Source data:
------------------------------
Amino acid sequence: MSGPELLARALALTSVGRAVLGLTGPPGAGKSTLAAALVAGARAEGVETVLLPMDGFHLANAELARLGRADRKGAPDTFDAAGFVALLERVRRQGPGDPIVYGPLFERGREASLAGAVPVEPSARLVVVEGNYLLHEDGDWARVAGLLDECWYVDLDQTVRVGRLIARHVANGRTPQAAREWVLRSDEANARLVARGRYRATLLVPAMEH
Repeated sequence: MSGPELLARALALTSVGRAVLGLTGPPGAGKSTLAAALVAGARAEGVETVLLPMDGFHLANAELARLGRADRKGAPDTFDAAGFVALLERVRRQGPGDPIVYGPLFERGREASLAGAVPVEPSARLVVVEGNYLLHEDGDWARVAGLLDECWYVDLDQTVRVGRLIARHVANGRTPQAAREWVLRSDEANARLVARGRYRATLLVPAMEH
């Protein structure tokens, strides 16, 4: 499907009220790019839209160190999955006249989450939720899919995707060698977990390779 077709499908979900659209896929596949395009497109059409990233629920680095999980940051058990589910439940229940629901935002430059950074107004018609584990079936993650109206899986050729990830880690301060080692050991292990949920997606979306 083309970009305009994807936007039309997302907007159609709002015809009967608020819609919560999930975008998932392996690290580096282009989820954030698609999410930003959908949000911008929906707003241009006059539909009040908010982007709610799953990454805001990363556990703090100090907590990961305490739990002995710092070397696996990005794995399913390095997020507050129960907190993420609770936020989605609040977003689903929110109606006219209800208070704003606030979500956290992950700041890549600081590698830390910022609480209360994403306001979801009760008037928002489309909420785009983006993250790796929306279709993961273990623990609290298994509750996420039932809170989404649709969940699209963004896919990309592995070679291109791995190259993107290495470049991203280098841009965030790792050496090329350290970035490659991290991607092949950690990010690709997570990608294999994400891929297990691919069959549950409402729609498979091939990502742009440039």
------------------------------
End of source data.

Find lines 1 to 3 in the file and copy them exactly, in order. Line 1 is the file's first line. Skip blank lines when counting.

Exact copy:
Amino acid sequence: MSGPELLARALALTSVGRAVLGLTGPPGAGKSTLAAALVAGARAEGVETVLLPMDGFHLANAELARLGRADRKGAPDTFDAAGFVALLERVRRQGPGDPIVYGPLFERGREASLAGAVPVEPSARLVVVEGNYLLHEDGDWARVAGLLDECWYVDLDQTVRVGRLIARHVANGRTPQAAREWVLRSDEANARLVARGRYRATLLVPAMEH
Repeated sequence: MSGPELLARALALTSVGRAVLGLTGPPGAGKSTLAAALVAGARAEGVETVLLPMDGFHLANAELARLGRADRKGAPDTFDAAGFVALLERVRRQGPGDPIVYGPLFERGREASLAGAVPVEPSARLVVVEGNYLLHEDGDWARVAGLLDECWYVDLDQTVRVGRLIARHVANGRTPQAAREWVLRSDEANARLVARGRYRATLLVPAMEH
């Protein structure tokens, strides 16, 4: 499907009220790019839209160190999955006249989450939720899919995707060698977990390779 077709499908979900659209896929596949395009497109059409990233629920680095999980940051058990589910439940229940629901935002430059950074107004018609584990079936993650109206899986050729990830880690301060080692050991292990949920997606979306 083309970009305009994807936007039309997302907007159609709002015809009967608020819609919560999930975008998932392996690290580096282009989820954030698609999410930003959908949000911008929906707003241009006059539909009040908010982007709610799953990454805001990363556990703090100090907590990961305490739990002995710092070397696996990005794995399913390095997020507050129960907190993420609770936020989605609040977003689903929110109606006219209800208070704003606030979500956290992950700041890549600081590698830390910022609480209360994403306001979801009760008037928002489309909420785009983006993250790796929306279709993961273990623990609290298994509750996420039932809170989404649709969940699209963004896919990309592995070679291109791995190259993107290495470049991203280098841009965030790792050496090329350290970035490659991290991607092949950690990010690709997570990608294999994400891929297990691919069959549950409402729609498979091939990502742009440039």